There has been a lot of guilt talk surrounding healing. People feel badly when they are not healed. “I didn’t have enough faith.” People feel badly when they pray and do not see someone else healed. “I didn’t pray with enough faith.”
These feelings of guilt stem from some bad teachings as well as reliance on our own will and understanding rather than relying on the power and wisdom of the Holy Spirit.
Guilt has no place in our relationship with Christ. He paid for our guilt on the cross. Those feelings of guilt do not come from Jesus. It is Jesus’ will that all be healed. (Matthew 8:1-3, 16-17) Guilt has no place in healing for healing is in the will of God. He paid the price for His healing power to be released upon the Earth, to be released using the hands of His servants in the Church of Christ. (Matthew 8:17, Isaiah 53:5, Matthew 10:8)
We should not hold onto guilt but give those thoughts and feelings to Christ to deal with. Guilt comes from having a wrong understanding of who we are in Christ. Guilt shows that we are experiencing an identity crisis. If we are in Christ then we have no guilt. We need to ask the Holy Spirit to transform our minds and hearts so we will accept our position in Christ. When we are established in who Jesus made us to be, when we are firmly rooted in Christ, guilt will no longer find a place in our lives.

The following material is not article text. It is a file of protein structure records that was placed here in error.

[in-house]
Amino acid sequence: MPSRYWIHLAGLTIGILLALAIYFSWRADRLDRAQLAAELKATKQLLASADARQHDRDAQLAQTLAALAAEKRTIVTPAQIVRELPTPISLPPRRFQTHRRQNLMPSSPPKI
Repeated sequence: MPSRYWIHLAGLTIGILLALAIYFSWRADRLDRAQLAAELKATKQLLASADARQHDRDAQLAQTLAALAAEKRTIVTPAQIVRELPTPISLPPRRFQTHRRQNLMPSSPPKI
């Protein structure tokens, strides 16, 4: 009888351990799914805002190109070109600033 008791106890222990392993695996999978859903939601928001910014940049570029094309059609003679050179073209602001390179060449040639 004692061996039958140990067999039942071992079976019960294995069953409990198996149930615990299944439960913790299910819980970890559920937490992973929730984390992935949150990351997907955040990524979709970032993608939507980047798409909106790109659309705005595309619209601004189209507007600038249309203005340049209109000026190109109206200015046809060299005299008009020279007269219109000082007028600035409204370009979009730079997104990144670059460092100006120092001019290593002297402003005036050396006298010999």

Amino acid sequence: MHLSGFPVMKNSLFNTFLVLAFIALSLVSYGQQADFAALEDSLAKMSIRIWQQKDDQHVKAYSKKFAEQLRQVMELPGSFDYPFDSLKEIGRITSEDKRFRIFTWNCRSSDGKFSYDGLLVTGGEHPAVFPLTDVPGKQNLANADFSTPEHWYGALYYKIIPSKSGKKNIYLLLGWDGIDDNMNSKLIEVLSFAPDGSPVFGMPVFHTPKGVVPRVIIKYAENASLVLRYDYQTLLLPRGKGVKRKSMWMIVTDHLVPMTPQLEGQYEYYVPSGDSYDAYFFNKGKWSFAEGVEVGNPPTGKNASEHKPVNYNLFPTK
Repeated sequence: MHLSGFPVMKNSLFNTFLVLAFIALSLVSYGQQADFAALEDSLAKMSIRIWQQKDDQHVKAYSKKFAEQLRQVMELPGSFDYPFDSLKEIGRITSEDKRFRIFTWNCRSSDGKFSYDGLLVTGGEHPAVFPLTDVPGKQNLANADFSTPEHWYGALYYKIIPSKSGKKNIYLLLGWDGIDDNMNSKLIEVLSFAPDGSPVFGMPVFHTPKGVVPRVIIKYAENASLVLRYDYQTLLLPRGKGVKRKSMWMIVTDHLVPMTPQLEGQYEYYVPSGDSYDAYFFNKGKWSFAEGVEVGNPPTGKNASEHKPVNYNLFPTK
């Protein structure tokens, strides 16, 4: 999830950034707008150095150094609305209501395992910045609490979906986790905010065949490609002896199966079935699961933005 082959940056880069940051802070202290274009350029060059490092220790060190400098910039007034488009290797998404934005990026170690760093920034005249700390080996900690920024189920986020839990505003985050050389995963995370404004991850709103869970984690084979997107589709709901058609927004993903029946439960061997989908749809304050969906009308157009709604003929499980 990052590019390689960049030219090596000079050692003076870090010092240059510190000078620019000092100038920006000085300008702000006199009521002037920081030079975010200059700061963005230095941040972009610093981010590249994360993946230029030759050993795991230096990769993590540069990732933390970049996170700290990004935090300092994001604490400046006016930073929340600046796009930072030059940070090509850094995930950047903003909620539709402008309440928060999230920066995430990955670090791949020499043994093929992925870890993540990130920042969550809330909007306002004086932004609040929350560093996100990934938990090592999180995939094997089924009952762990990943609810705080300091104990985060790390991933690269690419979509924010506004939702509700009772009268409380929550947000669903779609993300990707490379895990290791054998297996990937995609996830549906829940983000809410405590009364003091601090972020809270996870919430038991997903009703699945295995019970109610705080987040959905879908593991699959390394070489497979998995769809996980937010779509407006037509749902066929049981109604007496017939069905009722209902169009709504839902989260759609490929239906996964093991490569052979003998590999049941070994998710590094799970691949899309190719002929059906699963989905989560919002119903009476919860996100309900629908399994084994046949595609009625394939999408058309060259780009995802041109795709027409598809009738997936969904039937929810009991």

We should not confuse feelings of guilt with conviction nor should we allow those feeling to keep us from praying for others. Conviction tells us to move forward into the vibrant life Jesus has for us. Guilt beats us down and makes us fearful of stepping out.
Though we should not hold onto feelings of guilt, we should check our motives when praying. “Why am I praying for this person? Is it because of love? Am I seeking Christ?”
It is possible to seek healing with the wrong motives. Many want to be seen as the man or woman of God who the Holy Spirit works powerfully through. They wish to be seen as someone special or with a “special anointing ”. This attitude is of pride and should not be present as we minister healing. When we approach someone in need of healing we should do so as a humble servant, understanding the authority which we possess is through Christ. It is not through our own spirit in which a person is healed but through the Spirit of Christ by which the healing power flows freely. It is not by our power: it is God’s power.
We should pray for healing as a child of God. It should not be something we do but a continuation of who we are. As Christ healed because of who He is, the Healer, we respond out of who we are in Jesus, given authority by Christ, one with Jesus in the Holy Spirit.
Above all, the Spirit of Christ within us rises up in love for the one in front of us. If our motives are right and we are in line with the Spirit, guilt and pride will have no place in our actions.
All of this is dependent on relationship with Jesus, as it is with all that we accomplish that is of worth is dependent on Christ. He is the One who transforms us from darkness to light, who gives us a heart of flesh instead of stone. He moves us from “glory to glory”; He never wants us to stay where we are.
Holiness in not a stagnant pool in which we sit idly, but a river that flows into an ocean.
As we continue on into deeper relationship with Jesus the miraculous will become more evident in our day to day lives.
All for the glory of Christ Jesus!